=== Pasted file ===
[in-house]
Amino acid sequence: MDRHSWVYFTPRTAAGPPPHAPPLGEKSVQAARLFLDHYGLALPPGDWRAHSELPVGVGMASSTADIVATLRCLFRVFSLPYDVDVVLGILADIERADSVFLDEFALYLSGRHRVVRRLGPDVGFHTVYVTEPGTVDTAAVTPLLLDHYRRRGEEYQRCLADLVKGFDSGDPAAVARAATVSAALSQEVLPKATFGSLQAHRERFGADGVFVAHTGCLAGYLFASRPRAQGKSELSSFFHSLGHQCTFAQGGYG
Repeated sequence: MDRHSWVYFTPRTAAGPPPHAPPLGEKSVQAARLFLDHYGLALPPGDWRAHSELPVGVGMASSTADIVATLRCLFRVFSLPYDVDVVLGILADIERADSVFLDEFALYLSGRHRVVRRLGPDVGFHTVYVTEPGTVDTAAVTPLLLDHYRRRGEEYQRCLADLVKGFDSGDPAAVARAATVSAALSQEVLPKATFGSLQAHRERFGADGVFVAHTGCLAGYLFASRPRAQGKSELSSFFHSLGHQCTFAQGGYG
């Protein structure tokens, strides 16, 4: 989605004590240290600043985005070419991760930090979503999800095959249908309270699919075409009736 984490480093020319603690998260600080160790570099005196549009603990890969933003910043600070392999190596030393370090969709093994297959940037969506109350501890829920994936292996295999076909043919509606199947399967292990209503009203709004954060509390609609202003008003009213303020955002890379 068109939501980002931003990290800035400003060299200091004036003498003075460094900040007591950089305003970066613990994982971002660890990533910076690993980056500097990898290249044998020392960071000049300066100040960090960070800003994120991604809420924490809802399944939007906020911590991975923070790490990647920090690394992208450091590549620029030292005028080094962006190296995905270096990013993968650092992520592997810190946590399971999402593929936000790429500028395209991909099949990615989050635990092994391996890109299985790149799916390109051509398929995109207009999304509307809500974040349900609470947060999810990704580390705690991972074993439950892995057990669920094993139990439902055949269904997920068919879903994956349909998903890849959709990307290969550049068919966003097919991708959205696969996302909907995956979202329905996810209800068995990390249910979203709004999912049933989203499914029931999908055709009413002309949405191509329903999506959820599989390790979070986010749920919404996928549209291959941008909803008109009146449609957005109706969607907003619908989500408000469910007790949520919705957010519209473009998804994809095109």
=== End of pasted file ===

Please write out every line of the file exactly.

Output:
[in-house]
Amino acid sequence: MDRHSWVYFTPRTAAGPPPHAPPLGEKSVQAARLFLDHYGLALPPGDWRAHSELPVGVGMASSTADIVATLRCLFRVFSLPYDVDVVLGILADIERADSVFLDEFALYLSGRHRVVRRLGPDVGFHTVYVTEPGTVDTAAVTPLLLDHYRRRGEEYQRCLADLVKGFDSGDPAAVARAATVSAALSQEVLPKATFGSLQAHRERFGADGVFVAHTGCLAGYLFASRPRAQGKSELSSFFHSLGHQCTFAQGGYG
Repeated sequence: MDRHSWVYFTPRTAAGPPPHAPPLGEKSVQAARLFLDHYGLALPPGDWRAHSELPVGVGMASSTADIVATLRCLFRVFSLPYDVDVVLGILADIERADSVFLDEFALYLSGRHRVVRRLGPDVGFHTVYVTEPGTVDTAAVTPLLLDHYRRRGEEYQRCLADLVKGFDSGDPAAVARAATVSAALSQEVLPKATFGSLQAHRERFGADGVFVAHTGCLAGYLFASRPRAQGKSELSSFFHSLGHQCTFAQGGYG
């Protein structure tokens, strides 16, 4: 989605004590240290600043985005070419991760930090979503999800095959249908309270699919075409009736 984490480093020319603690998260600080160790570099005196549009603990890969933003910043600070392999190596030393370090969709093994297959940037969506109350501890829920994936292996295999076909043919509606199947399967292990209503009203709004954060509390609609202003008003009213303020955002890379 068109939501980002931003990290800035400003060299200091004036003498003075460094900040007591950089305003970066613990994982971002660890990533910076690993980056500097990898290249044998020392960071000049300066100040960090960070800003994120991604809420924490809802399944939007906020911590991975923070790490990647920090690394992208450091590549620029030292005028080094962006190296995905270096990013993968650092992520592997810190946590399971999402593929936000790429500028395209991909099949990615989050635990092994391996890109299985790149799916390109051509398929995109207009999304509307809500974040349900609470947060999810990704580390705690991972074993439950892995057990669920094993139990439902055949269904997920068919879903994956349909998903890849959709990307290969550049068919966003097919991708959205696969996302909907995956979202329905996810209800068995990390249910979203709004999912049933989203499914029931999908055709009413002309949405191509329903999506959820599989390790979070986010749920919404996928549209291959941008909803008109009146449609957005109706969607907003619908989500408000469910007790949520919705957010519209473009998804994809095109």